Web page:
Man, have things changed since I was in grad school. We used to pour all kinds of horrible things down the drain - mind you, this was a good twenty years ago. But you can't do that now, can you?
A respected University of Washington pharmacology professor became a felon Wednesday when he acknowledged dumping a flammable substance down a laboratory sink and then trying to conceal his actions.
Daniel Storm, 62, pleaded guilty in federal court to violating the Resource Conservation and Recovery Act by flushing about four liters of the solvent ethyl ether. He faces a maximum five years in prison and a $250,000 fine when sentenced June 18, although prosecutors have recommended probation under the terms of a plea agreement.
Well, everywhere I've worked, the safety officers have tried to put the fear of RCRA ("rick-rah") into us, and by gosh, it looks like they may have had a point. Turns out that Prof. Storm's lab had several elderly containers of ether which turned up in a lab inspection, and he decided to get out of paying the $15,000 hazardous waste disposal bill. So he decided to take matters into his own hands.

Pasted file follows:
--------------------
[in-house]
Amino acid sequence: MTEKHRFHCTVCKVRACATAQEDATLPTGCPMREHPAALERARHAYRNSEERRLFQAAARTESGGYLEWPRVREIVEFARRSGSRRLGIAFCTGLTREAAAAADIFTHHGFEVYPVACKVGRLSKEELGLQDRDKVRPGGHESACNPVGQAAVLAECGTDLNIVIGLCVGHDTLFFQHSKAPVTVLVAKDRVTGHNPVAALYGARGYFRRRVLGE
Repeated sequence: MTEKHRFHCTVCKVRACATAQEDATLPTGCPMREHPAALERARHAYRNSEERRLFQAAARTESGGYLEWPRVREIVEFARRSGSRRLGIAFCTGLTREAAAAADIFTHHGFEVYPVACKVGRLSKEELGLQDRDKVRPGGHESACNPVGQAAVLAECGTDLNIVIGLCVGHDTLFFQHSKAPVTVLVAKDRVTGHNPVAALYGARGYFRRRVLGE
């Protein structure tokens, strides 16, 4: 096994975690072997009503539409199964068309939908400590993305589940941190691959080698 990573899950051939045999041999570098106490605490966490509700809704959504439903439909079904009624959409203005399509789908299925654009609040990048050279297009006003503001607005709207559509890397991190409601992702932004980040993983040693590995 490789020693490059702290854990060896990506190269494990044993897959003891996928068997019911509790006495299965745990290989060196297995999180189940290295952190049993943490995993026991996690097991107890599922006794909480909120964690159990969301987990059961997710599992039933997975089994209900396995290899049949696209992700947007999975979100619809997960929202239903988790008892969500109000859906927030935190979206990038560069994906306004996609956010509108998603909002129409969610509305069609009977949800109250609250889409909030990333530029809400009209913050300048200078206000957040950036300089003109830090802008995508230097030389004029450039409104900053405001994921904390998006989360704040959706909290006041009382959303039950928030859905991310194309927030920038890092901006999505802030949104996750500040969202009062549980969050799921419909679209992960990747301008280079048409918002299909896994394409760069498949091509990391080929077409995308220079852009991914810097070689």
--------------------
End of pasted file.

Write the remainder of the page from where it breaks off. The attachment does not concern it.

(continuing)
And how: he went after the metal ether cans with an ax, which means that he was lucky not to blow himself up. (A stray spark from the metal could have done the trick, and who knows how much peroxide was in the stuff, for that matter). Why the Monty Python lumberjack routine? Well, the lids were too tight, and according to Prof. Strong, the ax just happened to be handy. (How many times have the police heard that old excuse, eh?) Yep, you can't pour ether down the sink like we used to, and you can't chop open the stuff with an ax like we. . .well, actually, we never used to do that. No one ever has, most likely.
What really ripped it was when he went on to fake paperwork from a nonexistant waste disposal company to make it look as if the ether had been properly hauled away. No, if you haven't clicked on that link yet, you'll have to take my word that I'm not making this up as I go along. But you get the impression that Professor Strong sure was. Makes you wonder if he had been exposed to too many fumes. A spokeswoman for the school says that she's unware of any similar incidents there, and I'll bet she's telling the truth. No, I've seen some stupid things done with diethyl ether, but this one threatens to retire the trophy.